PRESS CONFERENCE VIDEO available here: The U.S. attorney for the Southern District of New York is expected to detail the charges in a press conference at noon. Paul Ryan removes Rep. Collins from House Energy and Commerce Committee.
PRESS CONFERENCE VIDEO AVAILABLE HERE
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House Speaker Paul Ryan on Wednesday booted Rep. Chris Collins from the House Energy and Commerce Committee pending the outcome of a probe of allegations of insider-trading on a drug-company stock.
Ryan announced Collins' removal shortly before federal prosecutors in New York City were set to discuss an indictment against Collins.
"While his guilt or innocence is a question for the courts to settle, the allegations against Rep. Collins demand a prompt and thorough investigation by the House Ethics Committee," Ryan said in a prepared statement.
"Insider trading is a clear violation of the public trust. Until this matter is settled, Rep. Collins will no longer be serving on the House Energy and Commerce Committee."
House Democratic leader Nancy Pelosi said, "The charges against Congressman Collins show the rampant culture of corruption and self-enrichment among Republicans in Washington today. The Ethics Committee must accelerate its own investigation into Congressman Collins' illegal abuse of the public trust."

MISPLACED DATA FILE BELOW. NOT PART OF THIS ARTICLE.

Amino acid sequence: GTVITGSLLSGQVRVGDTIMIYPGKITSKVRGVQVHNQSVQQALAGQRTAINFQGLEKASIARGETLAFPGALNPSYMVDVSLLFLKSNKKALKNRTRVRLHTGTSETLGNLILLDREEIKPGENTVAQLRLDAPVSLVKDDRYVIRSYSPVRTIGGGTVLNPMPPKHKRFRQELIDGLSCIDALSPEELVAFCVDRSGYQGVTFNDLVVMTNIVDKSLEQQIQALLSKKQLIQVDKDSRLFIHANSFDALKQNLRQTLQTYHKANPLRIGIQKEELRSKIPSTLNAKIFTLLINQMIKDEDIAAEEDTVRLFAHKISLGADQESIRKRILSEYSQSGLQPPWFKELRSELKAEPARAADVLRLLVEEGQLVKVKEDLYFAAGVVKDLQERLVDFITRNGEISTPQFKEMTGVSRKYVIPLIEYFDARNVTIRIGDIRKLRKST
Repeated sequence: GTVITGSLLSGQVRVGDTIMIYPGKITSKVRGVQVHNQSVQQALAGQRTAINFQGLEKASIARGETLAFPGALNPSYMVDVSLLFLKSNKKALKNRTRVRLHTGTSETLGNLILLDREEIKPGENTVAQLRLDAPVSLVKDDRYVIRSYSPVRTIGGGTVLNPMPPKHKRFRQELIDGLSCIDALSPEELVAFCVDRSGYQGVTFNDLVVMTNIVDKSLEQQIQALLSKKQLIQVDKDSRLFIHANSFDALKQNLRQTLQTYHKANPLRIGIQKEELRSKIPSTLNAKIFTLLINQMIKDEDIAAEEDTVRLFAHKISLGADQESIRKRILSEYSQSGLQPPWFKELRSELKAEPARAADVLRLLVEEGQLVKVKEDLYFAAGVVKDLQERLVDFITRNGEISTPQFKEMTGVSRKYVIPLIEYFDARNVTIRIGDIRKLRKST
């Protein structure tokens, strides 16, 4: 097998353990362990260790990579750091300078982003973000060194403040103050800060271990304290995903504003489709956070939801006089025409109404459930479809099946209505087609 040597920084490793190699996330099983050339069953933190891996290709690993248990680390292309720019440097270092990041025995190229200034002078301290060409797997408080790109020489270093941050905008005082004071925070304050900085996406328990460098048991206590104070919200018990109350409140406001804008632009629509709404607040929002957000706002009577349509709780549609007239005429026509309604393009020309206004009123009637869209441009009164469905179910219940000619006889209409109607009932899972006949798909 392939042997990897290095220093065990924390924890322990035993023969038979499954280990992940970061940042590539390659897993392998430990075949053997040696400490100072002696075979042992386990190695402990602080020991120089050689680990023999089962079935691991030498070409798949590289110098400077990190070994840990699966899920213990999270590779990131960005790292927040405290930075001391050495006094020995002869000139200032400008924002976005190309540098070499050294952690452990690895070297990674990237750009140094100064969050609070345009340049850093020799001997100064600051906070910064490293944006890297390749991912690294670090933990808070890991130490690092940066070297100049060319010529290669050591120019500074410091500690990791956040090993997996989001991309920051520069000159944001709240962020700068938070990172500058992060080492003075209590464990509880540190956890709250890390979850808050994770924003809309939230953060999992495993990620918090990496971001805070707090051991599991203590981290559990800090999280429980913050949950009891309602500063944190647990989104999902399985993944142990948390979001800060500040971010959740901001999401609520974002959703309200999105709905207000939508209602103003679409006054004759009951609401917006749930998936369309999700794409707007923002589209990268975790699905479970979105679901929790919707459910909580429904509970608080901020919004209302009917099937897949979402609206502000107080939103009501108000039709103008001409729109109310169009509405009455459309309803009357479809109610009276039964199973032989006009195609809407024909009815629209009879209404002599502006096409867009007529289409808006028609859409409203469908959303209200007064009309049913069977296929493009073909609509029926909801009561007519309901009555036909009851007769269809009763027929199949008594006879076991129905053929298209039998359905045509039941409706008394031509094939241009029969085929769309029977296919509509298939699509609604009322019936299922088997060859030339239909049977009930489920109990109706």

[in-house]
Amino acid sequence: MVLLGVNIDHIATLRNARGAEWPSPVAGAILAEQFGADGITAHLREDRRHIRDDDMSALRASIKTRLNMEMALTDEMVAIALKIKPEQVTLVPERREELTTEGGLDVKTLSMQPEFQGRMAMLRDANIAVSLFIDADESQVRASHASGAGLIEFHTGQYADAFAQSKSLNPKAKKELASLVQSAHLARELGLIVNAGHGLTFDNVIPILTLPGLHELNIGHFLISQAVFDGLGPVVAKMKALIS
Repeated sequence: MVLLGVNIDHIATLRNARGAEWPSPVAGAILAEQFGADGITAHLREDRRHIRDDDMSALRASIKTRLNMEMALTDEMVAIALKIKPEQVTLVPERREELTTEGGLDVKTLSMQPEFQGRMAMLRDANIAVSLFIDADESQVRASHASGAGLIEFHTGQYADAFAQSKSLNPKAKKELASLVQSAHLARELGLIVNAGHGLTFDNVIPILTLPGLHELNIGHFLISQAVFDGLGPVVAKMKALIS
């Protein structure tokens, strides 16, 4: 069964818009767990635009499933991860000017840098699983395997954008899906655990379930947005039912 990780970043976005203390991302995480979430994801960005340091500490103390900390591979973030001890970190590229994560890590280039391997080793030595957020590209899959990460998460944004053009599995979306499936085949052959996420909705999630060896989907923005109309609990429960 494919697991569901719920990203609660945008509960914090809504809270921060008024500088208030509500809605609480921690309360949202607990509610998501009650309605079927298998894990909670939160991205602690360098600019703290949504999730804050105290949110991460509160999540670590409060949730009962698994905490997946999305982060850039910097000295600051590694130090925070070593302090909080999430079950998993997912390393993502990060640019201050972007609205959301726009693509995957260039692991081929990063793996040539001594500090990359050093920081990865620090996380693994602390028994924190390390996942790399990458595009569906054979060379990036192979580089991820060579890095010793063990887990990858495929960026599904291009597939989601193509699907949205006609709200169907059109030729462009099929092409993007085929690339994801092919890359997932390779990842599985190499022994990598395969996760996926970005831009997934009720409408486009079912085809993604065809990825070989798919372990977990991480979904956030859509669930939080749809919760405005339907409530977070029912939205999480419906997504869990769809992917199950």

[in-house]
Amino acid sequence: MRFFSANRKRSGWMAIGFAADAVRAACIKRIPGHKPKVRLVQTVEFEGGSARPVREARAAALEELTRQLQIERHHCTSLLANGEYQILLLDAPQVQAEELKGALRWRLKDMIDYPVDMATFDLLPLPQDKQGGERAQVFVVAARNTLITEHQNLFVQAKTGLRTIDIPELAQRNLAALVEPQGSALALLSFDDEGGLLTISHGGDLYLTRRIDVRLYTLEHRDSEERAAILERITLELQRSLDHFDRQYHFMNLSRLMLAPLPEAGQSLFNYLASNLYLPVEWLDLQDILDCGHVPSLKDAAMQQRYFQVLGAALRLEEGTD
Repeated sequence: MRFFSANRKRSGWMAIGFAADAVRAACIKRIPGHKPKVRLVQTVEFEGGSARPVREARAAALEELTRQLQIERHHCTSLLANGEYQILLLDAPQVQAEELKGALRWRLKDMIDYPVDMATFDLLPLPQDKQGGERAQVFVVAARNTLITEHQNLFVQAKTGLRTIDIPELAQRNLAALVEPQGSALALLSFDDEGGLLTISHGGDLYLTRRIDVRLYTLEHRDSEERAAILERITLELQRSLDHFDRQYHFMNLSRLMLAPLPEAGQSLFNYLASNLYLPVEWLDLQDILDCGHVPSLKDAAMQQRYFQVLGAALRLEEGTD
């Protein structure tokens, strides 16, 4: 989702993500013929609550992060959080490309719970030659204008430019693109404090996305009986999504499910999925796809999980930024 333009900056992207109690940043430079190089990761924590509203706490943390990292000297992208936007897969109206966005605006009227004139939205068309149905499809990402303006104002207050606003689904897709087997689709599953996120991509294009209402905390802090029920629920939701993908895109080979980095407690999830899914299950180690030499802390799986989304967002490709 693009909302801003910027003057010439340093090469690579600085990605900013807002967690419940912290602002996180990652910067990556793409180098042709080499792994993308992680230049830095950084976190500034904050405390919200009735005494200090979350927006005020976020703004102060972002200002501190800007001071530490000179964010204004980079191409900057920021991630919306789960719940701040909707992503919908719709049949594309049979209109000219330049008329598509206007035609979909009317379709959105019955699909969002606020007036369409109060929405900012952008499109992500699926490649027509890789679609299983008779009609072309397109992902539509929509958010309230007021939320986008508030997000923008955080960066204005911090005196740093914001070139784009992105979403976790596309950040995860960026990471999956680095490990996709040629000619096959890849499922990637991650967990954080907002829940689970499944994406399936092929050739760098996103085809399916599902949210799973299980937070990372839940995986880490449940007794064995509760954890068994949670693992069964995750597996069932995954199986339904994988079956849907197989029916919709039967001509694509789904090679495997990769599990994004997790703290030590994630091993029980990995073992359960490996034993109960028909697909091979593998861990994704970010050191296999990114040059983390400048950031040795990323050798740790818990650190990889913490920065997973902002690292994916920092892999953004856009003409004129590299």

"The American people deserve better than the GOP's corruption, cronyism, and incompetence. Delivering A Better Deal for hard-working families means enacting tougher ethics laws to crack down on the self-dealing that has metastasized under the GOP Congress and the Trump Administration," said Pelosi.
Chris Collins, a Republican congressman from New York, surrendered to the FBI on Wednesday morning on insider trading charges lodged by the Justice Department.
Collins, 68, faces insider trading charges along with his son, Cameron Collins, and Stephen Zarsky, the father of Cameron Collins' fiancée, according to the U.S. Attorney's Office in the Southern District of New York.
The indictment relates to "securities of Innate Immunotherapeutics ... an Australian biotechnology company on whose board of directors Christopher Collins served," the DOJ said.
Collins passed nonpublic information about Innate's drug trial results to his son in order to help him "make timely trades in Innate stock and tip others," the indictment alleges.
His son then traded on that inside information and passed it to Zarsky, along with numerous unnamed co-conspirators, "so that they could utilize the information for the same purpose," according to the indictment.
Zarsky, too, allegedly traded on the inside knowledge and passed it along to yet more unnamed co-conspirators.
In total, the three defendants avoided "over $768,000 in losses that they would have otherwise incurred" had they sold their stock after the information was made public, according to the indictment.
The defendants are accused of multiple counts of securities fraud, as well as one count of wire fraud, one count of conspiracy to commit wire fraud and one count each of making false statements.
Collins, one of Donald Trump's early supporters in his bid for president, is expected to appear in federal court later Wednesday in Manhattan.
The U.S. attorney for the Southern District of New York is expected to detail the charges in a press conference at noon.